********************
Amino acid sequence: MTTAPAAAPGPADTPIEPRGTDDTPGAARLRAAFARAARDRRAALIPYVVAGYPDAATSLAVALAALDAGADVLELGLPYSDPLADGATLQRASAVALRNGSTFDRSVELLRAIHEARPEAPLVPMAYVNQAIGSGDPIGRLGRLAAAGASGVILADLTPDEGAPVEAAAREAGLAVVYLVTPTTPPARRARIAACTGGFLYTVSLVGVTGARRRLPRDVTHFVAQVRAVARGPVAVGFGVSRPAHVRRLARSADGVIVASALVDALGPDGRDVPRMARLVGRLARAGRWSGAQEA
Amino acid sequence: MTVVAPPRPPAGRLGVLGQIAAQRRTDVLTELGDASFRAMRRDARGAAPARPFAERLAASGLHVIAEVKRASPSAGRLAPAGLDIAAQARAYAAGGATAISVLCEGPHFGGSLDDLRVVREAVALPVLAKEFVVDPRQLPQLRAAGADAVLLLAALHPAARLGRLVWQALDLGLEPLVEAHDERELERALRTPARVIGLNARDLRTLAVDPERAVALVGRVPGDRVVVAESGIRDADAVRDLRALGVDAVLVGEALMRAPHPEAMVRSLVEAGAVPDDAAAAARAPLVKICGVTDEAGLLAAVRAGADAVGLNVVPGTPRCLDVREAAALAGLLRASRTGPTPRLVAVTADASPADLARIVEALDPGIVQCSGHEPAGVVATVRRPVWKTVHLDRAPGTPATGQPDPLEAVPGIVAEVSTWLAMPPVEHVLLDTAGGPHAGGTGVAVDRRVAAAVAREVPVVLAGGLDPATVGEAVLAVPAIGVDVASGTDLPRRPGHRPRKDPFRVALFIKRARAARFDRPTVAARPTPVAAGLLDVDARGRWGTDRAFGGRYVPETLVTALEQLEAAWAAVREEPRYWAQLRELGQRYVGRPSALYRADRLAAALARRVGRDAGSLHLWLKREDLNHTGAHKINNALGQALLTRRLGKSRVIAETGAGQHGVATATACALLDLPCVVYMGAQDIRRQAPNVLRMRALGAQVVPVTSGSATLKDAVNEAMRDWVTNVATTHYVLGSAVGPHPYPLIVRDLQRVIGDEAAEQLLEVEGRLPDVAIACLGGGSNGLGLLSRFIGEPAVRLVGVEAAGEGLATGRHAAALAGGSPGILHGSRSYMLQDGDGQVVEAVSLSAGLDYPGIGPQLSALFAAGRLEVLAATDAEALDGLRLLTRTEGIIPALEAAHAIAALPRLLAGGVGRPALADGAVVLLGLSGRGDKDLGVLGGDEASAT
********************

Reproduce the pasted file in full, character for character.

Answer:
Amino acid sequence: MTTAPAAAPGPADTPIEPRGTDDTPGAARLRAAFARAARDRRAALIPYVVAGYPDAATSLAVALAALDAGADVLELGLPYSDPLADGATLQRASAVALRNGSTFDRSVELLRAIHEARPEAPLVPMAYVNQAIGSGDPIGRLGRLAAAGASGVILADLTPDEGAPVEAAAREAGLAVVYLVTPTTPPARRARIAACTGGFLYTVSLVGVTGARRRLPRDVTHFVAQVRAVARGPVAVGFGVSRPAHVRRLARSADGVIVASALVDALGPDGRDVPRMARLVGRLARAGRWSGAQEA
Amino acid sequence: MTVVAPPRPPAGRLGVLGQIAAQRRTDVLTELGDASFRAMRRDARGAAPARPFAERLAASGLHVIAEVKRASPSAGRLAPAGLDIAAQARAYAAGGATAISVLCEGPHFGGSLDDLRVVREAVALPVLAKEFVVDPRQLPQLRAAGADAVLLLAALHPAARLGRLVWQALDLGLEPLVEAHDERELERALRTPARVIGLNARDLRTLAVDPERAVALVGRVPGDRVVVAESGIRDADAVRDLRALGVDAVLVGEALMRAPHPEAMVRSLVEAGAVPDDAAAAARAPLVKICGVTDEAGLLAAVRAGADAVGLNVVPGTPRCLDVREAAALAGLLRASRTGPTPRLVAVTADASPADLARIVEALDPGIVQCSGHEPAGVVATVRRPVWKTVHLDRAPGTPATGQPDPLEAVPGIVAEVSTWLAMPPVEHVLLDTAGGPHAGGTGVAVDRRVAAAVAREVPVVLAGGLDPATVGEAVLAVPAIGVDVASGTDLPRRPGHRPRKDPFRVALFIKRARAARFDRPTVAARPTPVAAGLLDVDARGRWGTDRAFGGRYVPETLVTALEQLEAAWAAVREEPRYWAQLRELGQRYVGRPSALYRADRLAAALARRVGRDAGSLHLWLKREDLNHTGAHKINNALGQALLTRRLGKSRVIAETGAGQHGVATATACALLDLPCVVYMGAQDIRRQAPNVLRMRALGAQVVPVTSGSATLKDAVNEAMRDWVTNVATTHYVLGSAVGPHPYPLIVRDLQRVIGDEAAEQLLEVEGRLPDVAIACLGGGSNGLGLLSRFIGEPAVRLVGVEAAGEGLATGRHAAALAGGSPGILHGSRSYMLQDGDGQVVEAVSLSAGLDYPGIGPQLSALFAAGRLEVLAATDAEALDGLRLLTRTEGIIPALEAAHAIAALPRLLAGGVGRPALADGAVVLLGLSGRGDKDLGVLGGDEASAT